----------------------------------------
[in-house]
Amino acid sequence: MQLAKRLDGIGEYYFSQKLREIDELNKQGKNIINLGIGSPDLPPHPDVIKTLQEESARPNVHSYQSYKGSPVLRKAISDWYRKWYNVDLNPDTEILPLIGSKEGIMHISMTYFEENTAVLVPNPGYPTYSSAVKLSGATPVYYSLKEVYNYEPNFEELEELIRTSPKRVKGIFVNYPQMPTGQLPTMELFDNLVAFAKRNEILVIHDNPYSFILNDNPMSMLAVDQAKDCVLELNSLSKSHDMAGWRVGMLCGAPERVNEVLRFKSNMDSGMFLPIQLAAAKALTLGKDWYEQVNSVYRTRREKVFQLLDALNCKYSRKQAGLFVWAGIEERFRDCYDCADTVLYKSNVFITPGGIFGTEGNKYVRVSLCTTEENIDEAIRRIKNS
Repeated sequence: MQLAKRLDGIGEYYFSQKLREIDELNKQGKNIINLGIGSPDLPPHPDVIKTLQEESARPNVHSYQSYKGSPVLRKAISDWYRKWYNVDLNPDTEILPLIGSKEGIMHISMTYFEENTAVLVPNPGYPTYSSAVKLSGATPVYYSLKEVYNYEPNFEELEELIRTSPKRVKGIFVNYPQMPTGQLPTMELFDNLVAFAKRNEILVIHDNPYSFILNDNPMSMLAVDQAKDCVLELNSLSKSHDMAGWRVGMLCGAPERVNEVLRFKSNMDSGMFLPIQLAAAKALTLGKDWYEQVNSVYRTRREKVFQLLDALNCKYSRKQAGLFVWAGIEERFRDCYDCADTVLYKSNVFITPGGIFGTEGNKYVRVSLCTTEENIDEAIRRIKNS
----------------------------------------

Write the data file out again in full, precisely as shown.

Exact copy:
[in-house]
Amino acid sequence: MQLAKRLDGIGEYYFSQKLREIDELNKQGKNIINLGIGSPDLPPHPDVIKTLQEESARPNVHSYQSYKGSPVLRKAISDWYRKWYNVDLNPDTEILPLIGSKEGIMHISMTYFEENTAVLVPNPGYPTYSSAVKLSGATPVYYSLKEVYNYEPNFEELEELIRTSPKRVKGIFVNYPQMPTGQLPTMELFDNLVAFAKRNEILVIHDNPYSFILNDNPMSMLAVDQAKDCVLELNSLSKSHDMAGWRVGMLCGAPERVNEVLRFKSNMDSGMFLPIQLAAAKALTLGKDWYEQVNSVYRTRREKVFQLLDALNCKYSRKQAGLFVWAGIEERFRDCYDCADTVLYKSNVFITPGGIFGTEGNKYVRVSLCTTEENIDEAIRRIKNS
Repeated sequence: MQLAKRLDGIGEYYFSQKLREIDELNKQGKNIINLGIGSPDLPPHPDVIKTLQEESARPNVHSYQSYKGSPVLRKAISDWYRKWYNVDLNPDTEILPLIGSKEGIMHISMTYFEENTAVLVPNPGYPTYSSAVKLSGATPVYYSLKEVYNYEPNFEELEELIRTSPKRVKGIFVNYPQMPTGQLPTMELFDNLVAFAKRNEILVIHDNPYSFILNDNPMSMLAVDQAKDCVLELNSLSKSHDMAGWRVGMLCGAPERVNEVLRFKSNMDSGMFLPIQLAAAKALTLGKDWYEQVNSVYRTRREKVFQLLDALNCKYSRKQAGLFVWAGIEERFRDCYDCADTVLYKSNVFITPGGIFGTEGNKYVRVSLCTTEENIDEAIRRIKNS